‘On Monday, August 26, thirty-six écus were voted by the Council to Eustace Vincent, equestrian herald, to go for Master Calvin, the preacher, at Strasburg.’ It was announced in the Council, August 29, that Master Calvin was to arrive one of these days.
They talked of the lodgings which must be assigned to him, and propositions rapidly succeeded each another. At first they thought of the house which was occupied by the pastor Bernard, whom they would remove to the house of la Chantrerie. Then, September 4, there was further discussion. ‘La Chantrerie, being opposite to St. Peter’s church, is most suitable,’ they said, ‘for the abode of Master Calvin, and some garden (curtil) will be provided for him.’ On the 9th it was announced in the Council that he was to arrive the same evening. The houses in question being, doubtless, in an unfit state, orders were given to Messieurs Jacques des Arts and Jean Chautemps to make ready for him the house of the Sieur de Fréneville, situated in the Rue des Chanoines, between the house of Bonivard, on the west, and that of the Abbé de Bonmont, on the east. But after all it was in another house, the fourth proposed, that he was to he received.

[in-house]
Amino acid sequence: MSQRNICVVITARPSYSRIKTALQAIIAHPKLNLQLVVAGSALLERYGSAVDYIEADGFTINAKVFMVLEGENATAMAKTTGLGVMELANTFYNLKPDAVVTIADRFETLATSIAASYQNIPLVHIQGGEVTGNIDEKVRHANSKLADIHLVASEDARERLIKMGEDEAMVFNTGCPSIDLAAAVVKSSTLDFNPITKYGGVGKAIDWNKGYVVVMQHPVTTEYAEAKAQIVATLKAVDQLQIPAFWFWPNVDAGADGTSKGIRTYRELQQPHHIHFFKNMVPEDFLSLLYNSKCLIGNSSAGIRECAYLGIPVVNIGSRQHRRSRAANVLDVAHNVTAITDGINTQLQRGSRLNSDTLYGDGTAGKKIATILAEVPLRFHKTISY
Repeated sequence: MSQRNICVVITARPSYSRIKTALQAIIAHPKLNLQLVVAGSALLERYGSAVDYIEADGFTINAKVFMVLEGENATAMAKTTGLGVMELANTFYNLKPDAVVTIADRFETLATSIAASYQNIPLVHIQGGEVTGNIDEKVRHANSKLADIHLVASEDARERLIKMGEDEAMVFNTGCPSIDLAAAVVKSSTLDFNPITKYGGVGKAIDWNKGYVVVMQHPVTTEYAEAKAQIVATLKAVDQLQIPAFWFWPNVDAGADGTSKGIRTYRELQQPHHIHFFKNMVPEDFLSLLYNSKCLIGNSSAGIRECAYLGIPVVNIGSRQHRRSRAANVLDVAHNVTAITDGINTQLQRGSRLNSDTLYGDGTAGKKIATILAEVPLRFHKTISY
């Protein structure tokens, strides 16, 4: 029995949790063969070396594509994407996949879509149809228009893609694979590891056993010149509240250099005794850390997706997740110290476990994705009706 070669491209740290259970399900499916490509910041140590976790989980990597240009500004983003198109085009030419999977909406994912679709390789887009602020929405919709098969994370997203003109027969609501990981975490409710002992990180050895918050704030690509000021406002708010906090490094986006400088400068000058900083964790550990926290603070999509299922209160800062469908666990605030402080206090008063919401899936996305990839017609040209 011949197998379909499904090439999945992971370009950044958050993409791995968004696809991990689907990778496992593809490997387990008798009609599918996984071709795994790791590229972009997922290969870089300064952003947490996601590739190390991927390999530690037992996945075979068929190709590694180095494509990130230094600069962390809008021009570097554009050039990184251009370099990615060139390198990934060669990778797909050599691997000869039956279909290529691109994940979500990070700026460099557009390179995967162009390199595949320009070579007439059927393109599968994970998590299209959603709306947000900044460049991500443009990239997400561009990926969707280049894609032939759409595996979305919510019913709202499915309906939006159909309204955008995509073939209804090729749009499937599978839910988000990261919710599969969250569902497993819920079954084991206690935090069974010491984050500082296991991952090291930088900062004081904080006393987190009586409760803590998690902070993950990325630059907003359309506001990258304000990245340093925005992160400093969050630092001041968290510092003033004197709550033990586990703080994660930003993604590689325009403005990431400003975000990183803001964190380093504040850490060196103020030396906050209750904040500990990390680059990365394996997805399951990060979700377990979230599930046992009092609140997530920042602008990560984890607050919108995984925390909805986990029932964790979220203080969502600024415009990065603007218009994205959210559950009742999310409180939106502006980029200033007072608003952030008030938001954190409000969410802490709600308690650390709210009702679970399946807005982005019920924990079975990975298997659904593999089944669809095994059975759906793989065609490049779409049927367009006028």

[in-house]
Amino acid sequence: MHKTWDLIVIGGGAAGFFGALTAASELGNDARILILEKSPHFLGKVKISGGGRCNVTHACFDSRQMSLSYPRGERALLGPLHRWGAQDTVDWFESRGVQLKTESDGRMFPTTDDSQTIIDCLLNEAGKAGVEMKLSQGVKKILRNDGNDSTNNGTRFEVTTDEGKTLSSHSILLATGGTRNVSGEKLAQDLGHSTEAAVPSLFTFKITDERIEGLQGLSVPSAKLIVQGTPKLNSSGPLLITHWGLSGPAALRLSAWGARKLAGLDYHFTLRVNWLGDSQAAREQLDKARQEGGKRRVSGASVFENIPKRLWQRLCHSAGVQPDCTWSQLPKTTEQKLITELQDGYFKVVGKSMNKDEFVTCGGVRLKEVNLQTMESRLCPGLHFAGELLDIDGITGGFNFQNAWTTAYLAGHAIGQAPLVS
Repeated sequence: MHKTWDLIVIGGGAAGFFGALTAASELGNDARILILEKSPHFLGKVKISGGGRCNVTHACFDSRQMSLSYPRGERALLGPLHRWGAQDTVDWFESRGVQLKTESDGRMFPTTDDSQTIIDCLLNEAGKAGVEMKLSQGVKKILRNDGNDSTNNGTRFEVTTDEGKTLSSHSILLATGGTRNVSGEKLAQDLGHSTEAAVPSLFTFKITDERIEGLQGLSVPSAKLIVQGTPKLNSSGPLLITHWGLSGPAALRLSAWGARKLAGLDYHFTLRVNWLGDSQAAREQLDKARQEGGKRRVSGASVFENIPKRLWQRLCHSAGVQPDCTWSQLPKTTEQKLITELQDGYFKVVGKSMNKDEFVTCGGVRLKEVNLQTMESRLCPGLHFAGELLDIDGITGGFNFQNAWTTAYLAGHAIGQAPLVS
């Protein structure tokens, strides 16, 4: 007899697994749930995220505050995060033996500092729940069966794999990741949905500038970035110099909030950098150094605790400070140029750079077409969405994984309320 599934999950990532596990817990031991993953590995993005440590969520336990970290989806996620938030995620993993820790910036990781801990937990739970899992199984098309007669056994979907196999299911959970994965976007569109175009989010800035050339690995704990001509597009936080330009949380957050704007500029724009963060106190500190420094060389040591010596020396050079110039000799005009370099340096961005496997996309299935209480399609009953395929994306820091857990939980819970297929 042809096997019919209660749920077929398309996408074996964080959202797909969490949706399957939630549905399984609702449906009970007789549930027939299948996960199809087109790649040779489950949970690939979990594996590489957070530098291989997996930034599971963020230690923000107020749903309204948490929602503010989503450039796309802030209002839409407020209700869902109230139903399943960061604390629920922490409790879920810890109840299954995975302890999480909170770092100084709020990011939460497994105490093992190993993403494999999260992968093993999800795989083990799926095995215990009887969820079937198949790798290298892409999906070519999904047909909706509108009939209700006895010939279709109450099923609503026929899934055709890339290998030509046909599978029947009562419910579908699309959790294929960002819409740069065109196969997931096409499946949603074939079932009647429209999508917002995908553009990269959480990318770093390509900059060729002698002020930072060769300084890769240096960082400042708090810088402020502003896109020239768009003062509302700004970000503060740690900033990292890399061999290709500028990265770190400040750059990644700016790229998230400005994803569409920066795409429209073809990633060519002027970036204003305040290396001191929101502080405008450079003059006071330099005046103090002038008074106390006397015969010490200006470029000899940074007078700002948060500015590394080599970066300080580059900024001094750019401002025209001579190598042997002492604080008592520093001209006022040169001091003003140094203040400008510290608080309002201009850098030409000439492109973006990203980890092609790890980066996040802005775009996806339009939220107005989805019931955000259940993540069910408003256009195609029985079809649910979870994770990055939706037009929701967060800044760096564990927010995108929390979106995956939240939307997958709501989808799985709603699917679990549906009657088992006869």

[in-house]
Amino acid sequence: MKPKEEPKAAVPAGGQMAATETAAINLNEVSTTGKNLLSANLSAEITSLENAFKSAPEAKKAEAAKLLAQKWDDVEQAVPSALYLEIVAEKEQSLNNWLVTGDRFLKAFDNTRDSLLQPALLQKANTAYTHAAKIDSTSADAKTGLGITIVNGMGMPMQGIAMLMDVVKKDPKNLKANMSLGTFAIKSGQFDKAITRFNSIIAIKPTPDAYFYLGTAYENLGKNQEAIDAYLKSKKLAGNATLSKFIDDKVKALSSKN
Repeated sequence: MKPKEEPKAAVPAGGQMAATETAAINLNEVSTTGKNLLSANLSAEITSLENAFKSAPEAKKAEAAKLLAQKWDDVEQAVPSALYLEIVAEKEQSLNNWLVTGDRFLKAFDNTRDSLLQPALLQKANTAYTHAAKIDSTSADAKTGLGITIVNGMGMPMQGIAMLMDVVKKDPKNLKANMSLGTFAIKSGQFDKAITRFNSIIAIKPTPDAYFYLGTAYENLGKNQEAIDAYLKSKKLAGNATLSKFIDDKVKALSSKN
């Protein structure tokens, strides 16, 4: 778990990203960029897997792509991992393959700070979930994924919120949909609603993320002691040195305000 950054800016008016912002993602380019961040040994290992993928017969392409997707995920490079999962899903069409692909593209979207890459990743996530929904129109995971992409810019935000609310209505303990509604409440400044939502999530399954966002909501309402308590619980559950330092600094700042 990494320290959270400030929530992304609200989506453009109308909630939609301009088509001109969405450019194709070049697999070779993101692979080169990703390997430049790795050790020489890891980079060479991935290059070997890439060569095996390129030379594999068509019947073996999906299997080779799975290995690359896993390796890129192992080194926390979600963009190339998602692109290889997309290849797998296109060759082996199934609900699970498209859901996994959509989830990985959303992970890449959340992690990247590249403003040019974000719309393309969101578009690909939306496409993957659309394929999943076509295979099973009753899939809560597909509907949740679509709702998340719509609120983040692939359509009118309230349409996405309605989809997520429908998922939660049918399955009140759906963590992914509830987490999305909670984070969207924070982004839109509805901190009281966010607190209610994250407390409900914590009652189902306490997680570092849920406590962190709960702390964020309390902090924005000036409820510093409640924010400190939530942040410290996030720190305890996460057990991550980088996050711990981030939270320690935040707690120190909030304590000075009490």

It does not appear that Calvin had himself announced to the Council the day of his arrival; nor are we acquainted with any document which in a clear and positive manner indicates this date, worthy of remark though it be. All that we know is that on the 13th he was there, and appeared before the Council. Instead of the 9th he may have arrived on the 10th, the 11th, or even the 12th. We may suppose that Calvin wished the Genevese not to know the day of his arrival, fearing lest they should give him a rather noisy reception.*
Calvin’s return was more stupendous than his earlier departure. And now he was here to stay, and to exert enormous influence.
*J. H. Merle D’aubigné D.D. and William L. R. Cates, History of the Reformation in Europe in the Time of Calvin (vol. 7; London: Longmans, Green, and Co., 1876), 61–62.